Week 3


Visual Art I YEAR LONG- Module 3 Christo Critique - Art Criticism

This week we are covering how to write an art criticism. I am going to present the same document that is in the module here, so that everyone can know what I am looking for in your art criticism. You will write two criticisms during the semester, and then the final. The criticism needs to be four paragraphs. They are titled: Description, Analysis, Interpretation and Judgement. Each paragraph will be 10 sentences long. Using the following guidelines, you will have no problem achieving this. Some of these concepts might be new to you, but throughout your art career - grade school, middle school, you learned about the elements and principles of art. Use what you know, and look up things if you aren't sure. Make sure you find out more about the artist Christo, but focus only on one of his art pieces for this art criticism.

You will see lists of possible descriptions, so pick which ones apply to the artwork you are writing about. In this case, Christo. You will be writing in essay form, not listing or bullet points:

Art Criticism

A Way to Talk/Write About Art

Step One: Description – What do I see?

Include The Facts

1. The Credit Line

A. List the name, title, year, medium, size, and location of the artwork.

B. When listing the medium or media of the artwork consider the processes used to create the artwork.

1. Drawing Media: crayon, pastel, pencil, marker, etc.

a. Drawing processes: hatching, crosshatching, blending, stippling, etc.

2. Paint Media: acrylic, oil, watercolor, water-soluble oil, gouache, egg tempera, tempera, watercolor, etc.

a. Paint processes: pouring, staining, brushing, dry brushing, etc.

3. Printmaking Media: ink, paint, plates, etc.

a. Printmaking processes: relief, intaglio, lithography, screen printing, etc.

4. Sculpture Media: wood, clay, found objects, metal, etc.

a. Sculpture processes: modeling, carving, casting, assembling, etc.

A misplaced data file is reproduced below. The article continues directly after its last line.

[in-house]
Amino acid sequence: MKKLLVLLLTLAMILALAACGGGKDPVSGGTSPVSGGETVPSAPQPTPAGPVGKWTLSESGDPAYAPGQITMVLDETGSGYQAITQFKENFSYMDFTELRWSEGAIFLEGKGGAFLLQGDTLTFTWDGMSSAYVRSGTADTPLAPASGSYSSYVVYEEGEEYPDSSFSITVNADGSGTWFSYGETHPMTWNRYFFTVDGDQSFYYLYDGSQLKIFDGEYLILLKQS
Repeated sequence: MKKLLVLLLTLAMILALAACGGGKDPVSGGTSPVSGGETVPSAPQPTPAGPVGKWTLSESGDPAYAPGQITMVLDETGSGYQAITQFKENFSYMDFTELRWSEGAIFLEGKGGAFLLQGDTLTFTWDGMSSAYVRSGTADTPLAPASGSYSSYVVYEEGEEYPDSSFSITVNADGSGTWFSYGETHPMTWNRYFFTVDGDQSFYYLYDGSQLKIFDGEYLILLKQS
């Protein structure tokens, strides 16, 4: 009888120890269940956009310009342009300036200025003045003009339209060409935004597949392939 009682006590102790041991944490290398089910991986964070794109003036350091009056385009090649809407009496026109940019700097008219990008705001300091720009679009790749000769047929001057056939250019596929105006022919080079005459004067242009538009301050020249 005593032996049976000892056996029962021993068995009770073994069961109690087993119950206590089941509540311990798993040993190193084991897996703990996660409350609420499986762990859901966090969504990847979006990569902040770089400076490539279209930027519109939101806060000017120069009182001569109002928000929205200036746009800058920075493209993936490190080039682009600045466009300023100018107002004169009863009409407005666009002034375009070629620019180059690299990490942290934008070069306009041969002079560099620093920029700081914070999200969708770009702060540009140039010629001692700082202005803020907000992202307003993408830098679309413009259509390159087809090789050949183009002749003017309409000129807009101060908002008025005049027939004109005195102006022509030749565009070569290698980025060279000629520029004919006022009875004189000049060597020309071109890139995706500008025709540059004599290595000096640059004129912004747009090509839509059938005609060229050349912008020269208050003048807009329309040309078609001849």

5. Craft: clay, glass, wood, fiber, metal, etc.

a. Craft processes: pottery, glassmaking, weaving, quilts, baskets, jewelry, metal

6. Architecture Media: sticks, bark, ice, leaves, grass, leaves, bricks, stone, wood, steel, iron, concrete, etc.

a. Architectural processes: post-and-beam construction, dome, vaulted halls, arches, etc.

7. Photography Media: prints, film, digital, video

a. Photography processes: analog, digital systems, digital programs, etc.

2. The Subject: What is the subject of the work and what objects are included in the artwork?

A. Examples could include:

trees young people old people rocks flowers water animals boats food sky

B. Also include pertinent details of the objects and subject matter of the artwork.

3. The Culture/Time Period: What culture or historical art time period was the work of art created in?

prehistoric Mesopotamia Egypt India China Japan

Islam Africa Olmec Mayan Aztec Inca

Native American Greece Rome Byzantine Romanesque Gothic

Renaissance Baroque Dutch Rococo Neoclassicism

Romanticism Realism Impressionism Post-Impressionism Expressionism

Cubism Surrealism Regionalists Abstract Expressionism Pop and Op Art

Color-Field Painting Minimalism Architecture Post-Modern

4. The Elements of Art: What elements of art are used in the artwork? Please address these as you feel comfortable and/or according to what we have studied in class.

A. Lines:

1. What kinds of lines do you see?

implied contour calligraphic gesture

2. What adjectives would describe the lines that you see?

long short rough smooth wavy zigzag sharp fuzzy diagonal thick thin curved jagged vertical straight heavy horizontal choppy

B. Shape, Form and Space:

1. What kinds of shapes do you see? Is one kind of shape used more than others?